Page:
24 Games Guaranteed to Boost Your Brain Power
Your brain isn’t a muscle—in fact, it’s mostly fat!—but the right kind of mental exercise can help keep it in shape. These puzzles are designed to give your problem-solving, reasoning, and concentration skills a workout. And they come in varying degrees of difficulty, so pace yourself!
Brain Game #1: Counting Digits
How many times does the digit 5 occur in the numbers from 1 to 100?
Twenty times. The digit 5 appears 10 times as a last digit (5, 15, 25 … 95) and 10 times as a first digit (50, 51, 52 … 59).
Check out 17 hard math problems that’ll make your head spin.
Brain Game #2: Match Play
The grid contains matches of different sizes, any of which may be completely unburned, partially burned, or completely burned. Matches burn from the head (the red end) to the tail without skipping segments. The numbers outside the grid indicate the number of burned segments in the corresponding row or column. Can you shade in the burned segments to “match” the numbers?
How many of these general knowledge quiz questions can you answer?
Brain Game #3: Lost Time
Sophie and Caroline made arrangements to meet at a café at 2 p.m. Sophie thinks her watch is 25 minutes fast, although it is actually 10 minutes slow. Caroline thinks her watch is 10 minutes slow, while it is actually 5 minutes fast. What will happen if they both aim to arrive exactly on time?
Sophie will be 35 minutes late. Caroline will arrive at 1:45 p.m., 15 minutes ahead of time.
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Brain Game #4: Meteor Showers Bring Spring Flowers
Space dust has landed on Earth, carrying with it seeds for exotic new alien flowers. One of them still lacks a name. If the xenobotanists follow the same rules they used to create the other terms, what should they call the last flower?
Cosmofilium jupibristo. The first half of the top term tells the colour of the flower’s centre; the last half is the petal colour. The first half of the bottom term tells the shape of the flower’s centre; the last half is the shape of the petals.
These tricky rebus puzzles will give your brain a workout.
Next, try your hand at these printable crossword puzzles from the pages of Reader’s Digest Canada.
Brain Game #6: The Long and Short of It
Six neighbourhood children—Leisha, Benito, Delia, Charlotte, Weldon, and Zina—were measured yesterday. Weldon is taller than Delia but shorter than Zina. Leisha is taller than Benito but shorter than Delia and Weldon. Benito is not the shortest. List the kids in order of height from tallest to shortest.
Zina, Weldon, Delia, Leisha, Benito, Charlotte.
Check out more brain-teasing math riddles.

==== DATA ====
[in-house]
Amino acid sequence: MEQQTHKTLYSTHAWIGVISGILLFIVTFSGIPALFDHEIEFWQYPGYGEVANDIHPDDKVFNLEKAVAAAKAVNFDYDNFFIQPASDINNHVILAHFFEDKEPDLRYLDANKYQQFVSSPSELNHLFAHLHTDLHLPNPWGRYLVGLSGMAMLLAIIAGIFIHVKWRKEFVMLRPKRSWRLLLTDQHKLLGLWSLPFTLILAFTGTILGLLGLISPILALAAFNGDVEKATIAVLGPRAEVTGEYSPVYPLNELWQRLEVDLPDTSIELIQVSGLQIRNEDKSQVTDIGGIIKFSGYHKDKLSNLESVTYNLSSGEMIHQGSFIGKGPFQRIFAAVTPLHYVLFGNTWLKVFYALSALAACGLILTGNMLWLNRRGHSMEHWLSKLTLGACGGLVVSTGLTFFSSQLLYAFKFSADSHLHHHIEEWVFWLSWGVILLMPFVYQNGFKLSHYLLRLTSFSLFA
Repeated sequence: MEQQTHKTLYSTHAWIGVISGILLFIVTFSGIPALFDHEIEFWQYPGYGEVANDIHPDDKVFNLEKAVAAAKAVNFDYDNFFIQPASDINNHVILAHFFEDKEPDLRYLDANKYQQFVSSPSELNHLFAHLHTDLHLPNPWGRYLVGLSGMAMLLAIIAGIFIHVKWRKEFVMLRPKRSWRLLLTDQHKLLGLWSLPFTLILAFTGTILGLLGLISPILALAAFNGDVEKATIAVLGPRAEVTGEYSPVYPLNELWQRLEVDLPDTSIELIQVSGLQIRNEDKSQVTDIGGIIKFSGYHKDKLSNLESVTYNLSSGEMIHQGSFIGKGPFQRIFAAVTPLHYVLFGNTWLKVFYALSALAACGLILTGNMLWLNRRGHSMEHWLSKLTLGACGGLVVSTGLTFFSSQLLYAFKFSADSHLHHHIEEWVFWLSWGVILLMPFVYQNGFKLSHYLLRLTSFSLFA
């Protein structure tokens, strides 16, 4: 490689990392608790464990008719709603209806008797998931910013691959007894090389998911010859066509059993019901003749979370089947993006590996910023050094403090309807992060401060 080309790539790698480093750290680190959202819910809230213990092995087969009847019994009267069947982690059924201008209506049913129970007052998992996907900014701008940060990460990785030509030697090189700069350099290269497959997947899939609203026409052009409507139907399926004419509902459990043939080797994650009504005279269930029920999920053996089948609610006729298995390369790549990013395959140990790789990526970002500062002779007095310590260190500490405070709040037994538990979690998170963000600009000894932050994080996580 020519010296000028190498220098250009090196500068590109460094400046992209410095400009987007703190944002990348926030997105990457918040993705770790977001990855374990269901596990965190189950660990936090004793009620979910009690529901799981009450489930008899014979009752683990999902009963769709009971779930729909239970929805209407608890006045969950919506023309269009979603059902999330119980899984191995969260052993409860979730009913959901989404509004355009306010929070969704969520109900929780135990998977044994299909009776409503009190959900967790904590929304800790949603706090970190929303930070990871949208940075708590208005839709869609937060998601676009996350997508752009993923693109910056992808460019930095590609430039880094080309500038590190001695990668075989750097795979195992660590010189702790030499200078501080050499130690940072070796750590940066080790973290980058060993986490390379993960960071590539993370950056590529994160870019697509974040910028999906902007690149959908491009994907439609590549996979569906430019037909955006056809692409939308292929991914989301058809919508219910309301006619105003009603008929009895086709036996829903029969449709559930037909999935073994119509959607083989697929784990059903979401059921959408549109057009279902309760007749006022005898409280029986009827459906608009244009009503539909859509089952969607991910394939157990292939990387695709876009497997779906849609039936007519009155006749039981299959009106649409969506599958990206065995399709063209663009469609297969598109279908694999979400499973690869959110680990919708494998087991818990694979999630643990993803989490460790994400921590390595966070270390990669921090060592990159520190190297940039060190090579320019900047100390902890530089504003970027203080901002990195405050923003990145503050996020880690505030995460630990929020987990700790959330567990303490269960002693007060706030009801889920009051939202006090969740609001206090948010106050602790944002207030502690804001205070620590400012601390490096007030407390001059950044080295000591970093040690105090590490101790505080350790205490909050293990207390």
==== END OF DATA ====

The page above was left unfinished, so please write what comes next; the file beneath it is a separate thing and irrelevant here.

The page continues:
Brain Game #7: Bubble Math
A whole number between one and seven belongs in each of the seven bubbles. Each number occurs once. The sums of some of the numbers are revealed in the areas where their bubbles overlap. Can you figure out which number goes in each bubble?
Check out these printable word search puzzles.
Brain Game #8: Crosshairs
None of the white squares in this diagram have their edges lined up. One of the squares is a different size from the others. Can you find it?
Are you more of a word nerd? See if you can match these evocative adjectives with their proper definitions.
Brain Game #9: Family Relations
Carmela receives a text message from an unfamiliar number, so she texts back, “Who is this?”
The strange response: “It’s one of your female relatives. Your mother’s mother is my father’s mother-in-law.” Even assuming that this information is true, it doesn’t help Carmela pinpoint an individual, since there are two relationships it could describe. What are they?
Sister or first cousin.
Discover the 13 secrets to acing crossword puzzles.
Brain Game #10: Word Sudoku
Complete the grid so that each row, each column, and each three-by-three frame contains the nine letters from the black box at the top. The hidden nine-letter word is in the diagonal from top left to bottom right.
Brain Game #11: More or Less
Place the hexagons below into the pyramid so each number is either greater than the sum of the two numbers below it or less than the difference between them. For instance, if two adjacent numbers were 20 and 50, any number higher than 70 or lower than 30 could be on top of them. (And no, do not turn 98 upside down to make it 86!)
Need a bit of a breather? Here’s a roundup of our best riddles for kids.
Brain Game #12: Coffee Addicts
Kate and Faizal both believe that they need a cup of coffee every three hours to stay awake and function. They both drink their first cup at 8 a.m. and another one every three hours thereafter until they go to sleep. Considering the following facts, who is spending more on coffee each week?
- Kate stays up until 10 p.m. Sunday through Thursday and until midnight on Friday and Saturday. Faizal stays up until 10 p.m. every day.
- Kate pays $3 per cup of coffee. Faizal drinks higher-grade organic coffee and pays $4 per cup.
Faizal. He spends $140 per week, while Kate spends $111.
Can you solve this tricky numbers riddle in less than 60 seconds?
Brain Game #13: Happy campers
You just bought nine beautiful lakeside campsites, which you can rent to campers with tents for $20 per campsite per night. You can also upgrade the sites with electrical hookups. This will cost you $60 per campsite but will allow you to rent to RVers for $40 per night. Suppose you can always fill your campground to capacity. If you’re starting without any cash on hand, how many nights will pass before you’ll be able to upgrade all nine sites?